To explain this apparent disparity between a 1/4” gap and a 1/2” offset height adapter we need to clarify the following: The height of the GameTote, as determined by the height adjustment hole used when assembled, is measured in inches to the middle of the cart. This is the same thing as the average height of the tops of the handle grips on both ends of the cart. Let's call it the “cart height”. The offset stated for the height adapters is also stated in inches, but this applies only to one end of the cart. When you use a height adapter to raise the handle at one end of the cart 1/2” while leaving the other end stationary, the average handle height has been raised only 1/4”, or one half of the offset distance. It is also important to understand that the full amount of the handle height increase or decrease does not necessarily remain on the side where the height adapter is installed, but can be distributed between the near and far side of the cart depending simply on the level at which the partners hold the handle grips. This is not to be confused with the mere lifting or pushing down of a handle (without a height adapter) which causes the other end to do the opposite without changing the cart height or average handle height at all.
To close this gap use the appropriate sized height adapter. Remember that the number of the offset on the height adapter you choose should be twice the amount of the gap to be filled, and that these can be used either up or down. To fill other gaps when it may otherwise seem impossible you can also use any of the height adapters in combination with any of the original height settings for the cart. For example: Let's assume that you have a 1/4” gap and you need to go up. For some reason it is not possible or convenient to do this directly by using a 1/2” offset height adapter in the up position. You can accomplish the same thing by lowering the cart height by 1/2” by inserting the axle bolt in the next lower hole, and then using a 1 1/2” offset height adapter in the up position.
When figuring out how best to achieve the most comfortable fit, keep in mind that it is easier to balance the load when you keep it lower. Therefore, when you have a choice always choose the lowest “cart height” you can while still achieving the desired “palm heights” you are after.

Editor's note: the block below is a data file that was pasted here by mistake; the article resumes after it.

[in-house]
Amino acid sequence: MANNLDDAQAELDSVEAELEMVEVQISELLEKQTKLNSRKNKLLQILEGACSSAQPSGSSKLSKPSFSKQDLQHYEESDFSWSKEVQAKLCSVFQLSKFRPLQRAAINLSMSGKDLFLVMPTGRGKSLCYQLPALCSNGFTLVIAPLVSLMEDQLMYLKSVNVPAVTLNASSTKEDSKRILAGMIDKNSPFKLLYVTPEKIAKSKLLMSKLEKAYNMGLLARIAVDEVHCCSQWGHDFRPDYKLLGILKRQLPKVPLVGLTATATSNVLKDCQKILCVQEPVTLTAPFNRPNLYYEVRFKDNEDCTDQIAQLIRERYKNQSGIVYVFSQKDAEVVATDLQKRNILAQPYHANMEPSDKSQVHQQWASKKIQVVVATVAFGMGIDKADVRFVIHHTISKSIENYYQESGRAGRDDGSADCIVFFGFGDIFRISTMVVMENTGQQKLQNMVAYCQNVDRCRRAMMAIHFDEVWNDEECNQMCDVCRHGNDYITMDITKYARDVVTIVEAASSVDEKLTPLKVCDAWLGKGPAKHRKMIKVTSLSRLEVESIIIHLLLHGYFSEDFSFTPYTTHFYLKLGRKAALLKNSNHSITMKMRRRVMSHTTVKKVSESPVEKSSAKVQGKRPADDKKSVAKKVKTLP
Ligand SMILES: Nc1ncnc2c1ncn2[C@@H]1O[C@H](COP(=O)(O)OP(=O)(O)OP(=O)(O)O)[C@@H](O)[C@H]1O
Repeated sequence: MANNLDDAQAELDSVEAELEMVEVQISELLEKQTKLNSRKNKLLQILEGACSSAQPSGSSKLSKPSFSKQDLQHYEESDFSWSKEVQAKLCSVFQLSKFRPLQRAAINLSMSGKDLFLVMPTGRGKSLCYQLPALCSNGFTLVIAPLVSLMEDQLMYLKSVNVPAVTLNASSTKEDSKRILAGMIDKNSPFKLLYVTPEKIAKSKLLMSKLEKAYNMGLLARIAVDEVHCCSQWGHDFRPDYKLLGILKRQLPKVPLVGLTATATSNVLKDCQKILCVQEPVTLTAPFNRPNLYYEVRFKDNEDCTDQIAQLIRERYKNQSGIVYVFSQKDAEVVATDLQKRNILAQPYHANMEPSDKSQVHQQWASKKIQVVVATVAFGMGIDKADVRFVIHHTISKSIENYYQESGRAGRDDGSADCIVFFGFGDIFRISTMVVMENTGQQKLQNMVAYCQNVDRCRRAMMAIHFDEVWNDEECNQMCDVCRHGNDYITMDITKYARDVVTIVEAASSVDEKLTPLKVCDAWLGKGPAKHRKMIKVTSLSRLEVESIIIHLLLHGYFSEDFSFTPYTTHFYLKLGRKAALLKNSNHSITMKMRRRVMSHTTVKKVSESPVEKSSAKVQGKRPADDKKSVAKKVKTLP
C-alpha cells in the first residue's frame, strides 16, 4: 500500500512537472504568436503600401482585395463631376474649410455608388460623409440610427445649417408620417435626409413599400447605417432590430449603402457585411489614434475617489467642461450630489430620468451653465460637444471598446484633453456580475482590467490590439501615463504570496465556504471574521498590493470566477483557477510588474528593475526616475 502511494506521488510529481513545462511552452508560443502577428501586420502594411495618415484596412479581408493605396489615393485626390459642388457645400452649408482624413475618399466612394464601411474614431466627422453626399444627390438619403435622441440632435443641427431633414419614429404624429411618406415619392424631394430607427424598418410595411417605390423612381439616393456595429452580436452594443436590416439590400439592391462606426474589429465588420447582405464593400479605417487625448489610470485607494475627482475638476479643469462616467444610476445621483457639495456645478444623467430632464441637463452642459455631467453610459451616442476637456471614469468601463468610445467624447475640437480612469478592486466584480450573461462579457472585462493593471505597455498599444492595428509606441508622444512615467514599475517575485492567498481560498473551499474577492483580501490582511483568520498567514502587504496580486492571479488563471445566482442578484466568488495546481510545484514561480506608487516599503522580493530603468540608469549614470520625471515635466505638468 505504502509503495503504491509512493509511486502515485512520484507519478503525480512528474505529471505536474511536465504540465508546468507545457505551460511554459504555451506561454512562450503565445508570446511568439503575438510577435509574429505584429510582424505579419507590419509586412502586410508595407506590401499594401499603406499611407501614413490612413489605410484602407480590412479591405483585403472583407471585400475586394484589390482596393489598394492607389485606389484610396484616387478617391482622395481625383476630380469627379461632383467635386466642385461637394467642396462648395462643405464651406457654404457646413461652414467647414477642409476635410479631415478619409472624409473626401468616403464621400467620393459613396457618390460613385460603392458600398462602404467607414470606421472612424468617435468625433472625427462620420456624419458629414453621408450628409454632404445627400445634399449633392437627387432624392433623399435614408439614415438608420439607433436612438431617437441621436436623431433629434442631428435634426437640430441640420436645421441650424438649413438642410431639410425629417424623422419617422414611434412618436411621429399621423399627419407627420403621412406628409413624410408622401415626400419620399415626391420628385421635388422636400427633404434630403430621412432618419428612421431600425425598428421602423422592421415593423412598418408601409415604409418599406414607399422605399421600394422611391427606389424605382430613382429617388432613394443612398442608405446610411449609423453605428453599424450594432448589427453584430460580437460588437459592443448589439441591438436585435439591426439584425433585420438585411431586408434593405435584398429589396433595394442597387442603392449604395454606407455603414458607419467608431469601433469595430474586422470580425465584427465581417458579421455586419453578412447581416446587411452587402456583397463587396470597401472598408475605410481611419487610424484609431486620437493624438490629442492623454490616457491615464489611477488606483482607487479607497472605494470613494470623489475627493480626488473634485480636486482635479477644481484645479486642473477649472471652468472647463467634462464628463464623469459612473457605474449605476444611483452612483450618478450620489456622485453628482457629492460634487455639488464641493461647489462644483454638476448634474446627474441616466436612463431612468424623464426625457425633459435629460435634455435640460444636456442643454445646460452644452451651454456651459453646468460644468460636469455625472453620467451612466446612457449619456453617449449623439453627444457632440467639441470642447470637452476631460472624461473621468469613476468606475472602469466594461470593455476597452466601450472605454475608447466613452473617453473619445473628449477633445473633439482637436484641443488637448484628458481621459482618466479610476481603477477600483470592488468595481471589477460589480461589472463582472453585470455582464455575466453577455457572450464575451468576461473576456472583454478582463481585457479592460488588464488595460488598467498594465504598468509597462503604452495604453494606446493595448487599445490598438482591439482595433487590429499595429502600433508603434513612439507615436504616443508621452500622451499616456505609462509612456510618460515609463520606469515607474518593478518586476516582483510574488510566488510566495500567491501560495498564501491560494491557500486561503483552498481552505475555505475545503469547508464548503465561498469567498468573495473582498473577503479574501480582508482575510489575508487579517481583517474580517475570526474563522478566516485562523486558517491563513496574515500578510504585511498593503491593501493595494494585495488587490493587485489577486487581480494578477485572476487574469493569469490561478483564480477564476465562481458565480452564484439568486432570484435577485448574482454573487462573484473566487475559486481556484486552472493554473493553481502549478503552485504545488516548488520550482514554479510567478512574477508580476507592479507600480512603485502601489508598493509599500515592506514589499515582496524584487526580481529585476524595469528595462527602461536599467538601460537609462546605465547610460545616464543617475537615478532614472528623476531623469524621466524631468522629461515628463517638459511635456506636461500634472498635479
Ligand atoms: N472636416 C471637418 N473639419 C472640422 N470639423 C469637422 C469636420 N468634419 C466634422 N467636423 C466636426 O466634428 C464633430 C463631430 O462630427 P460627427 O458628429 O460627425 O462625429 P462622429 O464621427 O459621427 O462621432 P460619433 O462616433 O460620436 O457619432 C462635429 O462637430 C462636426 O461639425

Should you have questions about this please feel free to call Dick at 970.498.0578.
Cargo Liner – Several have indicated the need for a GameTote cargo liner for carrying boned or quartered game, hunting camp gear and many other items that would be lost through the cracks without it. The solid liner shown above is made of very strong ballistic nylon, attached to the frame with Velcro, and should fill the bill. Price is $100.
Webbing Liner – A less expensive alternative is the webbing liner shown above. This uses heavy 1 ½ inch and 2 inch polypropolene webbing interwoven between the ribs and handles. These should keep anything bigger than 3 – 4 inches from falling through. First time installation time is estimated at 25 - 30 minutes. A materials list and instructions are included on the assembly page. Materials can be obtained locally.
Cargo Cover – We haven’t been able to come up with anything that would justify a price above that charged for inexpensive tarps at Harbor Freight.
Pulling Harness – We envision a harness both for the man in front and for others who might be assisting with a heavy load. Both have been suggested by owners and could indeed be quite helpful. We’ve looked at everything out there and come up with a couple designs that we think might be superior. But our primary concern is with a person attached to a harness being pulled down a hill or over a cliff. We haven’t been able to devise a reliable escape mechanism and because of the danger (and potential liability) involved must decline involvement.